I'm a total weenie.
Fraidy cat. Wimp. All of the above. Sometimes my fears are logical, but mostly they're ridiculous.
It started when I was a kid. I was afraid of The Original Pancake House, roller coasters, and sleepovers at Jillian Voglino's house. Through the years, my fears morphed, but they were always there: vacation Bible school at The Chapel, sleep-away camp, flying, getting murdered by Hannibal Lecter when I'm alone at night. I could go on, but I think you get the drift.
In addition to all the things previously mentioned, I'm afraid of large cuts of meat. I think it's because I'm not as familiar with the big stuff. On most nights, I cook for two...chicken breasts, salmon fillets, pork tenderloin. So I'm more comfortable there. But a giant roast? Yikes.
Someone once told me that it's important to face your fears, and that doing the very thing you're afraid of helps conquer them. This has proven true in my life. After many visits, I love The Original Pancake House. (49er Flapjacks, anyone?) And I no longer imagine Hannibal eating my innards with fava beans and a nice Chianti every time I close my eyes. Over the years I have successfully roasted turkey, glazed ham, and even slow-cooked pot roast. But every time I get started, I gaze at the meat with trepidation. (It's much scarier than sleep-away camp.)
In my quest to conquer fear, I made another pot roast this week, and I really took it up a notch: I made it in the oven. In my neurotic brain, that seemed much scarier than the slow cooker. After the husband and I inhaled it for dinner, I decided something profound: cooking a bacon-scented roast to fork-tender perfection in the oven makes facing your fears absolutely worth it.
Oven Baked Pot Roast with Bacon
Adapted from America's Test Kitchen
4 slices bacon
2 1/2 pound boneless rump roast (or whatever roast is on sale)
Salt and pepper
1 1/2 pounds carrots, peeled and divided--dice 2 carrots and cut the rest into 1" chunks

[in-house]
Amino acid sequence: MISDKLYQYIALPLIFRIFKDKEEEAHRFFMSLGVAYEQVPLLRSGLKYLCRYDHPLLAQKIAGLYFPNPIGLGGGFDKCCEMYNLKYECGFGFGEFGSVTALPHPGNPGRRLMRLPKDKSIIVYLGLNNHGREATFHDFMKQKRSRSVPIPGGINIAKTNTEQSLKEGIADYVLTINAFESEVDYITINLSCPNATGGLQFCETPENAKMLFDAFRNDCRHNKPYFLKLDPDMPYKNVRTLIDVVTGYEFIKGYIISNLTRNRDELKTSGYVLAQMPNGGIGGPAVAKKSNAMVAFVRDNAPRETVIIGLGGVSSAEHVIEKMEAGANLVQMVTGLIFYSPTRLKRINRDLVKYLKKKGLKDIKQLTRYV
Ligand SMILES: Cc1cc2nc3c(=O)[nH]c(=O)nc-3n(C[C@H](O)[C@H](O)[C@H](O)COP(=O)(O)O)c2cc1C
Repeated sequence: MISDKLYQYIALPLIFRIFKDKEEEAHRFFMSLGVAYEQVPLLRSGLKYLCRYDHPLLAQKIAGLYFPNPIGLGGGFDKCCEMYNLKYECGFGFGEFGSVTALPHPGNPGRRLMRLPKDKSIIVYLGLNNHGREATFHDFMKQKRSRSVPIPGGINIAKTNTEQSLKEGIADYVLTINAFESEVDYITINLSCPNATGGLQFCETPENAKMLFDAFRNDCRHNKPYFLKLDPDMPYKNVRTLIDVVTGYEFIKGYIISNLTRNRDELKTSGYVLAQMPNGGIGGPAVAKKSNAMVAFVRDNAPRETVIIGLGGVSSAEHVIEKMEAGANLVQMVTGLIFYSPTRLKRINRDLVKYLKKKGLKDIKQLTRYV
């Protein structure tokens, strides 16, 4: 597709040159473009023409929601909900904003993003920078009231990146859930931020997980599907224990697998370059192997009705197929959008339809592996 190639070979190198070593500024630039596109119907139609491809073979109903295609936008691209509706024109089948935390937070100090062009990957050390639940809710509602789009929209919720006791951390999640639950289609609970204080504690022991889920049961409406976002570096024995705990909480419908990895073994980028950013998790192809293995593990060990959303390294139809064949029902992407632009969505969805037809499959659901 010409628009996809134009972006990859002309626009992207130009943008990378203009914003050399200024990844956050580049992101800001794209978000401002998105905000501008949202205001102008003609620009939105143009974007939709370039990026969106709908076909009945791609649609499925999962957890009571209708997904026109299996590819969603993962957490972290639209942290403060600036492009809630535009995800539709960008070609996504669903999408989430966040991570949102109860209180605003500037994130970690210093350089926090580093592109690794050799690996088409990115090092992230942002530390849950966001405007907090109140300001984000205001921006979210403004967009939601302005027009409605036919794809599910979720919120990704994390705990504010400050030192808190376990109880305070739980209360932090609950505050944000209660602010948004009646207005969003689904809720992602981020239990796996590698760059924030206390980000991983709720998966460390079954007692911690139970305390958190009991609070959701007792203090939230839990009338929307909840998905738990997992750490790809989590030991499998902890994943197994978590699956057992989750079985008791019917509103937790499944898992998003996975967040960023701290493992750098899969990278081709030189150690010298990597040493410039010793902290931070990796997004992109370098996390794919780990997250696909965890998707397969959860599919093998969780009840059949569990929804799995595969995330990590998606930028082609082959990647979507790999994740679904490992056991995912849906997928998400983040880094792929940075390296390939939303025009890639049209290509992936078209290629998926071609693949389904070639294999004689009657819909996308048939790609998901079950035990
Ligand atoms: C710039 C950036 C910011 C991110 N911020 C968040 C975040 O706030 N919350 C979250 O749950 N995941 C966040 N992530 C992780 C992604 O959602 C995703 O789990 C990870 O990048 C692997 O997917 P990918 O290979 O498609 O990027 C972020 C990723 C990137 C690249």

1 rib celery, diced
1 onion, peeled and diced
1/4 teaspoon dried thyme
2 cloves garlic, peeled and minced
1 teaspoon sugar
2 cups chicken broth
About 1 cup water
2 large parsnips, peeled and cut into 1" chunks
Mashed potatoes for serving, optional
Preheat the oven to 300 degrees. Meanwhile, heat a large Dutch oven over medium high. Cook bacon until it's just barely crisp. Remove bacon to a paper towel-lined plate and set aside. Once it's cooled, crumble the bacon.
Drain all but 2 tablespoons bacon grease from the pan and return to medium-high heat. Season the roast generously on all sides with salt and pepper. Brown roast in the bacon grease until all sides are browned, about 8-10 minutes total. (You'll know it's ready to turn the roast when it's easy to flip. If it's sticking to the pot, it's not ready. Give it another minute to cook then try again.) If the browned bits on the bottom of the pan start to burn, turn the heat down to medium. When the roast is browned, remove to a plate and set aside.
Add diced carrot (set aside the carrots cut into 1" chunks until later), celery, and onion to the pot. Cook, stirring occasionally, until the vegetables are soft, about 8 minutes. Stir in thyme, garlic, and sugar for 30 seconds.
Return meat to pan. Pour in chicken broth and enough water so the liquid reaches about halfway up the side of the roast. (For me, this was about 1 cup of water.) Bring liquid to a boil. Cover, turn off the stove, and put the covered pot in the oven.
Allow the roast to cook for 3 hours, turning the meat over a few times while it cooks. Add the remaining carrots and parsnips to the pot, making sure they're submerged in liquid. Re-cover the pot, and cook for an additional 45 minutes, until meat and vegetables are tender.
Remove meat to a cutting board and tent with foil. Remove vegetables to the serving dish. Skim any fat from the liquid remaining in the pot. (If you have one, you can use a fat separator to remove the fat and then return the liquid to the pot.) Bring the liquid to a boil over medium-high heat and allow to simmer for 5 minutes. Save a bit of the bacon for garnish, and stir the rest of the reserved bacon into the sauce. Season to taste with salt and pepper.
Slice the roast, drizzle with sauce, and sprinkle with remaining bacon. Serve with the vegetables and, if desired, mashed potatoes.